CV NEWS FEED // NBC experienced a ratings “disaster” after broadcasting the controversial Beijing Olympics, according to multiple mainstream reports.
After the games came to a close, NBC clocked in at an average of 12.2 million primetime viewers of the events across all channels, including cable and Peacock, NBC’s online streaming service. That number was down 42% from the Winter Olympics of 2018.
The average on NBC alone was 10 million, “a 47 percent drop,” according to the Associated Press. “That’s even with the average inflated by airing directly after the Super Bowl, a night that brought in 24 million viewers,” the AP added.
The news comes on the heels of widespread protests against the Beijing Olympics, which is the first-ever winter olympics to be held in China. Ahead of the Games, activists against the Chinese Communist Party (CCP) spread the word about the regimes abuses along with the hashtag #LeastWatchedOlympics.
The CCP is currently engaged in a number of brutal “sinicization” actions against Catholic and other religious people in China, as well as a campaign of ethnic cleansing against the Uyghur community which both the Trump and the Biden administrations have classified as a genocide.
“Many American athletes underperformed” at the games, according to the AP, “and arguably the most successful — freestyle skier Eileen Gu — competed for China.” Gu, an American-born athlete, angered American Olympics fans by renouncing her American citizenship in order to win medals for the Communist regime. She has also been an outspoken promoter of Leftist “anti-racist” and “gender equality” causes in the U.S., while remaining silent on the widespread abuses of women and ethnic minorities under the CCP.
“Viewers stayed away in alarming numbers, and NBC has to wonder whether it was extraordinarily bad luck or if the brand of a once-unifying event for tens of millions of people is permanently tainted,” according to the AP:
…One woman on Twitter proclaimed the Olympics were “over for me. My lasting impression will be fake snow against a backdrop of 87 nuclear reactors in a country with a despicable human rights record during a pandemic. And kids who can look forward to years of therapy.”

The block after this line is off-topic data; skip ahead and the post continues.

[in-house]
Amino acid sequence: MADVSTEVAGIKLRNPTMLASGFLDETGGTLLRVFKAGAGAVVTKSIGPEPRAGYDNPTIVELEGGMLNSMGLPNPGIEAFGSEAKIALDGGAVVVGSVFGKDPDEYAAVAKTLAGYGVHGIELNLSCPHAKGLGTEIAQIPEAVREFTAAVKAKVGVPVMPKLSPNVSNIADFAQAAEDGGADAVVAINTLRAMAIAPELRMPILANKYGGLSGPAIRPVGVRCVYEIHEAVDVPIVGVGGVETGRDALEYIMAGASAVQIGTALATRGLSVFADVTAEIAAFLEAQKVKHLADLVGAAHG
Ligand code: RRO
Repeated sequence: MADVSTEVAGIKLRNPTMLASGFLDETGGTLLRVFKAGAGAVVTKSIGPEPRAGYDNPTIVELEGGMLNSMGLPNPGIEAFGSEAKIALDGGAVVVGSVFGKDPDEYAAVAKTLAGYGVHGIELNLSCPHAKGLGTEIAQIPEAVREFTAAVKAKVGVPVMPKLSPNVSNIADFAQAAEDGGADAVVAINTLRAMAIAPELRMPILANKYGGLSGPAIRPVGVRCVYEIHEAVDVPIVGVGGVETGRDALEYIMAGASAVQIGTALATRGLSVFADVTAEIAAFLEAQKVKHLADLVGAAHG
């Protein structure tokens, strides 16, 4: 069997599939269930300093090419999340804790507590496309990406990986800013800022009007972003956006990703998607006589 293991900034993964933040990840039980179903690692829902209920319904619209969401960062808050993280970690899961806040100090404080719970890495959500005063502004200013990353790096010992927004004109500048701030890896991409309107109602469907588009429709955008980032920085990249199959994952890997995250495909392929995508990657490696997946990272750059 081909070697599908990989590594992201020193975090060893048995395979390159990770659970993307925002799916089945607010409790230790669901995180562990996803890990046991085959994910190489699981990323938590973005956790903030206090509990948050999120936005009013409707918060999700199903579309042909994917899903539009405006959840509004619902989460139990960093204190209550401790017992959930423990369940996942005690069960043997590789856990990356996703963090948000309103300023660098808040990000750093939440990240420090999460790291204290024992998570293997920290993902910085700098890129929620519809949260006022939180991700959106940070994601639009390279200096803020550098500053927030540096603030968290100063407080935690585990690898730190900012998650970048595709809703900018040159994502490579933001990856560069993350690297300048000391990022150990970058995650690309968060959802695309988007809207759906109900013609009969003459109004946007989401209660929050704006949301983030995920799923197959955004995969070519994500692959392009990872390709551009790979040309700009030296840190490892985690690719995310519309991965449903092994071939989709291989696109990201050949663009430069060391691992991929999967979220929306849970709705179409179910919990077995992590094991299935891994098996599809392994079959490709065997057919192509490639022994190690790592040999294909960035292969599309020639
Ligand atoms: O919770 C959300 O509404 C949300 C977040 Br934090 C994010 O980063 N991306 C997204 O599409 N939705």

“Things look particularly bleak now,” [said John Ourand, media writer at the Sports Business Journal.] “It certainly is a low-water mark.
As a report from Fox News pointed out, the ugliness of the spectacle of NBC collaborating with Chinese officials to broadcast the Games was not lost on liberal media outlets:
“China’s blatant disregard of human rights added a repulsive element to this year’s festivities,” Slate reported. The New York Times called the Games a “joyless spectacle” where China could only celebrate pulling the Games off on time and avoiding “total disaster.” Other storylines clouding the Games were Chinese tennis player Peng Shuai’s seemingly coerced retraction of a sexual assault allegation against a top government official, and China’s support of Russia as it prepares what the Biden administration says is an imminent invasion of Ukraine.
“I think part of it is because people just have made a decision that China is too atrocious to deal with, so therefore they didn’t watch,” CCP critic Gordon Chang told Fox. “There is karma in the world.”
Chang pointed out, however, that many media institutions and corporate powers have been troublingly quiet about China’s crimes. “China wields tremendous influence over corporate behaviors thanks to being the world’s largest country,” Fox reported.
Hollywood, major sports leagues, and media outlets have pulled their punches with and at times even outright been apologetic toward China, such as when NBA star LeBron James scolded a Houston Rockets executive for supporting Hong Kong democracy protesters, or when “F9” movie star John Cena apologized in Mandarin for saying Taiwan was an independent country.
CatholicVote President Brian Burch agrees with Chang, but takes it a step further. “These Olympics should have never been held. At the least, America should have refused to participate, given the widely known human rights abuses,” said Burch:
The drop in viewership marks a shift. Americans are asking bigger questions about media, big corporations, and the place of our loyalties. We all want to watch Americans compete and win. But not at the expense of legitimizing a geo-political adversary that puts its citizens in camps, steals our technology and intellectual property, and has pushed the American working class to the margins. We all sensed this was a huge propaganda event, and Americans refused to fall for it.”